INDIANAPOLIS – Jerry Jones has always lived his life with the hunger to accomplish more. That's how you become a Pro Football Hall of Famer and among the most powerful people in sports and business.
Five days after his 30th anniversary of purchasing the Dallas Cowboys franchise, Jones acknowledged it's "more urgent" than ever to deliver another Super Bowl to Cowboys Nation.
"This is my 30th (NFL Scouting) Combine, and I don't have 30 more," the 76-year-old Cowboys owner/general manager said Saturday from Indianapolis.
"There is absolutely nothing, short of the health and goodwill of the people I care about, there's nothing that means more to me than if I could get a Super Bowl. Nothing," he added during a 50-minute interview with Dallas-area reporters.
The Cowboys believe they're positioned to compete for a championship. With one of the NFL's youngest rosters, they rebounded from a 3-5 start to win the NFC East last season. With the exception of Pro Bowl pass rusher DeMarcus Lawrence and wide receiver Cole Beasley, most of their top players are under contract at least through next season.
But January's divisional-round playoff loss to the L.A. Rams was disappointing. Consistent playoff appearances are no guarantee in a parity-driven league. The Cowboys have not made consecutive postseasons since 2006-2007.
And, through a broader prism, Jones admits it's "stunning" to think the organization has not been in a Super Bowl since the 1995 season "with what we commit and what we do to win Super Bowls." Perhaps his greatest disappointment in the last 30 years is not winning a title during Tony Romo's prime.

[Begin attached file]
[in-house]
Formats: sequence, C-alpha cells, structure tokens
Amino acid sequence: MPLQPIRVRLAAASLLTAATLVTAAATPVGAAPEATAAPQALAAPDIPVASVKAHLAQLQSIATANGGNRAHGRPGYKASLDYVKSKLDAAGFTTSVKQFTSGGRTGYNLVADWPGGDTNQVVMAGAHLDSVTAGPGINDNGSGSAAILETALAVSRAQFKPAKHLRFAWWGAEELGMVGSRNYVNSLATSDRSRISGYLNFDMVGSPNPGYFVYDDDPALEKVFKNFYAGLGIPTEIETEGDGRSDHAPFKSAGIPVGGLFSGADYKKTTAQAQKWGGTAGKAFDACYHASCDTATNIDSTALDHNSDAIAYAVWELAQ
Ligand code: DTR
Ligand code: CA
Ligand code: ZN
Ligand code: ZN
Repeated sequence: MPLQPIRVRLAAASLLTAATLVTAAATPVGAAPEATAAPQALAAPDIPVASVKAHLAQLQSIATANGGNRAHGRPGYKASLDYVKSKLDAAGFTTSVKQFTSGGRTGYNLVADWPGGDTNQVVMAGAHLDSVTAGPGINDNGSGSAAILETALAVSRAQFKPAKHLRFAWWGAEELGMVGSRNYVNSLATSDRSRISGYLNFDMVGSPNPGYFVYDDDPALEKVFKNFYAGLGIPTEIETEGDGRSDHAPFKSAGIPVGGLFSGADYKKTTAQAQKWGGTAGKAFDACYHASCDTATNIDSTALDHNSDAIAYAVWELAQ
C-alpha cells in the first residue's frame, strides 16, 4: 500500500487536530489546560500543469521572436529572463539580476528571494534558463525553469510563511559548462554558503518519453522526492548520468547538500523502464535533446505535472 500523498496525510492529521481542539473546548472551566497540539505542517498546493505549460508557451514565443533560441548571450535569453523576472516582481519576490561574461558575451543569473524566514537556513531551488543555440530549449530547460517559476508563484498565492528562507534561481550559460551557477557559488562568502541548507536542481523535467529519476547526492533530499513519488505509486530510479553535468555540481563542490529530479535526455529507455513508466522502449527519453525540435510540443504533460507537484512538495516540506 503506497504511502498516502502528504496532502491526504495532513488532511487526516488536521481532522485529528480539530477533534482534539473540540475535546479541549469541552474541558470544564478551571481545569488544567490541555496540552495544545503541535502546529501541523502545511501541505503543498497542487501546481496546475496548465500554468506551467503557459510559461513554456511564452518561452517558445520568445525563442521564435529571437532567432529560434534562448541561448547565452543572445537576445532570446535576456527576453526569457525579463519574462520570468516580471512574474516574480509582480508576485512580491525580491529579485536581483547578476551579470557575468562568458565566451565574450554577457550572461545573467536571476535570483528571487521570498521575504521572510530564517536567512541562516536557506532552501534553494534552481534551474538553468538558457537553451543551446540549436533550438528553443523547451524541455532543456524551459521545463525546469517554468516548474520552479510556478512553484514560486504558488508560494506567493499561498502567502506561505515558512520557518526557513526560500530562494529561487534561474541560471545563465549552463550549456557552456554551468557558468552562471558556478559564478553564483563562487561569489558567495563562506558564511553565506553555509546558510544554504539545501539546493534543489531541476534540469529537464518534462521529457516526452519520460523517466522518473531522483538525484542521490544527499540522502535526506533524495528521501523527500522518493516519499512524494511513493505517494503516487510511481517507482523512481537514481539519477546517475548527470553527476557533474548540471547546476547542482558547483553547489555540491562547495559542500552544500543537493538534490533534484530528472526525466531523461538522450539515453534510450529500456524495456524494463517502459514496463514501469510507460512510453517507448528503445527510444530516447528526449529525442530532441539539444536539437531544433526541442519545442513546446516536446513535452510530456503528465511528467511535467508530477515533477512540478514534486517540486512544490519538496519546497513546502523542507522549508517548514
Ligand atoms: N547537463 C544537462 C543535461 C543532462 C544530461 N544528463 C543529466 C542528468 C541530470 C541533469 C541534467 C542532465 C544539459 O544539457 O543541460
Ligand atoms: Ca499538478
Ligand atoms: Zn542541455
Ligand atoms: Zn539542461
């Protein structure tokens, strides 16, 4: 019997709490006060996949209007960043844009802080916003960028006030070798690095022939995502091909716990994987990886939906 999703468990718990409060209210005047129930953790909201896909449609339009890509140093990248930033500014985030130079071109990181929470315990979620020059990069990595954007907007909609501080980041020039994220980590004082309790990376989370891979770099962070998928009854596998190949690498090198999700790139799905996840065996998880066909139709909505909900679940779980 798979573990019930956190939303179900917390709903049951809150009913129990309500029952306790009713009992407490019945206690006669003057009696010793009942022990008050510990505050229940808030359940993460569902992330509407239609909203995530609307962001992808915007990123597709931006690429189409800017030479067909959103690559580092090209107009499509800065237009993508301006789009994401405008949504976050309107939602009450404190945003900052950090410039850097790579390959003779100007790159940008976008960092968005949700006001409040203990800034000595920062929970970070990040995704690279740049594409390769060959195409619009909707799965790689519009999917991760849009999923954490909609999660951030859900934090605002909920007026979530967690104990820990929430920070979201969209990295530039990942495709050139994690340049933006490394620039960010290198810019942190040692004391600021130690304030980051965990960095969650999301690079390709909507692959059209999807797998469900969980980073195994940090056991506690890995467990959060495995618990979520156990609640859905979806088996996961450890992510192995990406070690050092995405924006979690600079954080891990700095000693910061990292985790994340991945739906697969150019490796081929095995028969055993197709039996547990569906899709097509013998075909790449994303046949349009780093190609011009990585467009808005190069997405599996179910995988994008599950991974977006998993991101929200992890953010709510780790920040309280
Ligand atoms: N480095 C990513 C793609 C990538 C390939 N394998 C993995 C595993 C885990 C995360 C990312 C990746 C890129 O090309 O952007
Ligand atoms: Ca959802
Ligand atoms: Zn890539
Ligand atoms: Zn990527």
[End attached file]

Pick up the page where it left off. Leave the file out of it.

Now, led by two-time Pro Bowl quarterback Dak Prescott, a young Cowboys nucleus has gotten valuable early playoff experience. Jones says it's time to capitalize on that.
"We got a lot of reps out of these guys last year in key situations," he said. "Then you look at our quarterback, you look at (running back) Zeke (Elliott), these guys are seasoned. We need to grab this while it's here. It won't be here forever."
Make no mistake, Jones still believes head coach Jason Garrett is the man to lead a talented young roster. Garrett is entering the final year of his contract, but Jones reiterated his support and says there's mutual trust in working toward collective team goals.
"I do my best work without a net. I really do," Jones said. "I'm better with a little risk involved. In essence, there's a little bit of no net here.
"He (Garrett) is not in danger of having any issue with his credibility with his players or anybody else. It's well known, the support I have for him. No one breathing wants him to win and win big more than I do, and we haven't done anything here with what we have done or haven't done relative to contract. We haven't done anything to forego having a long relationship. We haven't done one thing, by taking our position that we have right now, in my mind. And we've got the kind of situation that I think our fans want.
"Hopefully that can come together, we get him a Super Bowl and he'll be maybe the longest-tenured coach in the history of the Cowboys."
So, how do they take the next step? One way, Jones said, is "fresh, new ideas" from a staff of assistants that looks much different than 12 months ago at the end of the 2017 season.
This offseason's major staff change is first-year offensive coordinator Kellen Moore replacing veteran play-caller Scott Linehan. Jones anticipates a fresh approach that will add "flexibility" and make the offense "harder to guard."
The overall goal is clear.
Jones has never wanted to cross that hurdle more than now, in 2019.
"I admire people who have got enough to quit being hungry or quit having something they want to have and they've got it and they have peace. I've never been there," he said. "My point is, the hunger is for what we're talking about right now – winning a Super Bowl. Not to get another billion dollars."